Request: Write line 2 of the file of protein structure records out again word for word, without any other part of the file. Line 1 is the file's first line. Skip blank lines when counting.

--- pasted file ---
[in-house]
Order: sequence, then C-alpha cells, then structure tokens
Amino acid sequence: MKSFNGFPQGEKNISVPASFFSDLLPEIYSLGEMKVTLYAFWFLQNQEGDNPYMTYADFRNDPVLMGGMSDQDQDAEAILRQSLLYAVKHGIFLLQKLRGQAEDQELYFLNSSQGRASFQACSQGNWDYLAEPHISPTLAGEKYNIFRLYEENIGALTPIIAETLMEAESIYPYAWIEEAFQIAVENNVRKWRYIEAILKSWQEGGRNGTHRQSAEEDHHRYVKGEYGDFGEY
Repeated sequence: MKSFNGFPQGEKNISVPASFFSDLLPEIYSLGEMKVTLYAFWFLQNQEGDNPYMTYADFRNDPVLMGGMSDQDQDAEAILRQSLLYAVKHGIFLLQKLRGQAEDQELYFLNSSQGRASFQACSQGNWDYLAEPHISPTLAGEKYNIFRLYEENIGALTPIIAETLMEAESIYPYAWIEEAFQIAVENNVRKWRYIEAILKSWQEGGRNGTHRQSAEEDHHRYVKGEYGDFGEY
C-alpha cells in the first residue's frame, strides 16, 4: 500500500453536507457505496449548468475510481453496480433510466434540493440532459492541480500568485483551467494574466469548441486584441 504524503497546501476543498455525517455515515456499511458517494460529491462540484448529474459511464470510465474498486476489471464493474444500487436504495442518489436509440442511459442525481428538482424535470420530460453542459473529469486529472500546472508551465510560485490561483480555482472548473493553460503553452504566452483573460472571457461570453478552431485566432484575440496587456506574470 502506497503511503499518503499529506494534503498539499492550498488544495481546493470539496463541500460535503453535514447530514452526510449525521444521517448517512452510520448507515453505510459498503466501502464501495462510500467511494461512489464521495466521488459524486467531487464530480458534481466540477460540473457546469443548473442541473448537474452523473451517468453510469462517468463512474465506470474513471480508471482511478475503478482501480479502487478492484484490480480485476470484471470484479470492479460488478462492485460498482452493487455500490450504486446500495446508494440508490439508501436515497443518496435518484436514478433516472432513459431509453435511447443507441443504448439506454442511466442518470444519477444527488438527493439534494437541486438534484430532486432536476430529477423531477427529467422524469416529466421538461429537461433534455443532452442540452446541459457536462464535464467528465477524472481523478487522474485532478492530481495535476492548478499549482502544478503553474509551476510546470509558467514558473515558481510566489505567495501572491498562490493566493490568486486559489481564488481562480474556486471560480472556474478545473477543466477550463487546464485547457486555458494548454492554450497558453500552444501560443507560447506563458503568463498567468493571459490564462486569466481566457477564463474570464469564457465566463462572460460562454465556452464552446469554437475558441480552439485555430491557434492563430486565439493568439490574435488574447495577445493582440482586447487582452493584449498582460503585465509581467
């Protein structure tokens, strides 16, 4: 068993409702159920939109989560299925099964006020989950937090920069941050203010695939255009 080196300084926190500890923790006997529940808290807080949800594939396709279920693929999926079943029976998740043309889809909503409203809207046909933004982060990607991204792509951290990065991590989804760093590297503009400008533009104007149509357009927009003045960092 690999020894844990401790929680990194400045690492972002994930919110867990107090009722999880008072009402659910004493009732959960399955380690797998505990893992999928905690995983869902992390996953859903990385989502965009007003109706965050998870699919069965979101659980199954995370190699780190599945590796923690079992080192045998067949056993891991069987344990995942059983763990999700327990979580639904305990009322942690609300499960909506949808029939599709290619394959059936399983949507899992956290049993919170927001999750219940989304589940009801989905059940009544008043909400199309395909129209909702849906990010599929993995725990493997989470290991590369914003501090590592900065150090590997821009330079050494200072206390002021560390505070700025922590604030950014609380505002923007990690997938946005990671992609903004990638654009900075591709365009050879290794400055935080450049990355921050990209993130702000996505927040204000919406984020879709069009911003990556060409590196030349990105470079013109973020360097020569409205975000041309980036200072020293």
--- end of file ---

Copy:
Order: sequence, then C-alpha cells, then structure tokens